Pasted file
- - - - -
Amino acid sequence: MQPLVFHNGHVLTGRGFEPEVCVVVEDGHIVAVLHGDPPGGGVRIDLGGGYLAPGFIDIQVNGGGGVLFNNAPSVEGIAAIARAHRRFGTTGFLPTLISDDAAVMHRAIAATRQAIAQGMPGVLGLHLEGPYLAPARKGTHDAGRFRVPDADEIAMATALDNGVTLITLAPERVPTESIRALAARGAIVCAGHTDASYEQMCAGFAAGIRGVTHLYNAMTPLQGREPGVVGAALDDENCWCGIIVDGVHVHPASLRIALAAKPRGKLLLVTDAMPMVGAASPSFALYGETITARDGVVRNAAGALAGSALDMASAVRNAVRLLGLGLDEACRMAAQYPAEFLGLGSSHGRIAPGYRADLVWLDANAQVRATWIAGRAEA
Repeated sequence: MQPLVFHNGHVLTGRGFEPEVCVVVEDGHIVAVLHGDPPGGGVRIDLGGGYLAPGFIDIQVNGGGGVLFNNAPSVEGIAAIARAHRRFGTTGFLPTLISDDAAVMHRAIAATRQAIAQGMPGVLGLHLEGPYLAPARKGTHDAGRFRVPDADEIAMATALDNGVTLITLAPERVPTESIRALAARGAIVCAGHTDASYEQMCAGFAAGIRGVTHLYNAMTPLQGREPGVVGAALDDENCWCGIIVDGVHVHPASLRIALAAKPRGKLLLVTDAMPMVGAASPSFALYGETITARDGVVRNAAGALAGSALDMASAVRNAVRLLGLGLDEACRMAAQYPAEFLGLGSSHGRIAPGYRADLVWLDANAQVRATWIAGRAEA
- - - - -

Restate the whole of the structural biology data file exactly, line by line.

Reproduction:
Amino acid sequence: MQPLVFHNGHVLTGRGFEPEVCVVVEDGHIVAVLHGDPPGGGVRIDLGGGYLAPGFIDIQVNGGGGVLFNNAPSVEGIAAIARAHRRFGTTGFLPTLISDDAAVMHRAIAATRQAIAQGMPGVLGLHLEGPYLAPARKGTHDAGRFRVPDADEIAMATALDNGVTLITLAPERVPTESIRALAARGAIVCAGHTDASYEQMCAGFAAGIRGVTHLYNAMTPLQGREPGVVGAALDDENCWCGIIVDGVHVHPASLRIALAAKPRGKLLLVTDAMPMVGAASPSFALYGETITARDGVVRNAAGALAGSALDMASAVRNAVRLLGLGLDEACRMAAQYPAEFLGLGSSHGRIAPGYRADLVWLDANAQVRATWIAGRAEA
Repeated sequence: MQPLVFHNGHVLTGRGFEPEVCVVVEDGHIVAVLHGDPPGGGVRIDLGGGYLAPGFIDIQVNGGGGVLFNNAPSVEGIAAIARAHRRFGTTGFLPTLISDDAAVMHRAIAATRQAIAQGMPGVLGLHLEGPYLAPARKGTHDAGRFRVPDADEIAMATALDNGVTLITLAPERVPTESIRALAARGAIVCAGHTDASYEQMCAGFAAGIRGVTHLYNAMTPLQGREPGVVGAALDDENCWCGIIVDGVHVHPASLRIALAAKPRGKLLLVTDAMPMVGAASPSFALYGETITARDGVVRNAAGALAGSALDMASAVRNAVRLLGLGLDEACRMAAQYPAEFLGLGSSHGRIAPGYRADLVWLDANAQVRATWIAGRAEA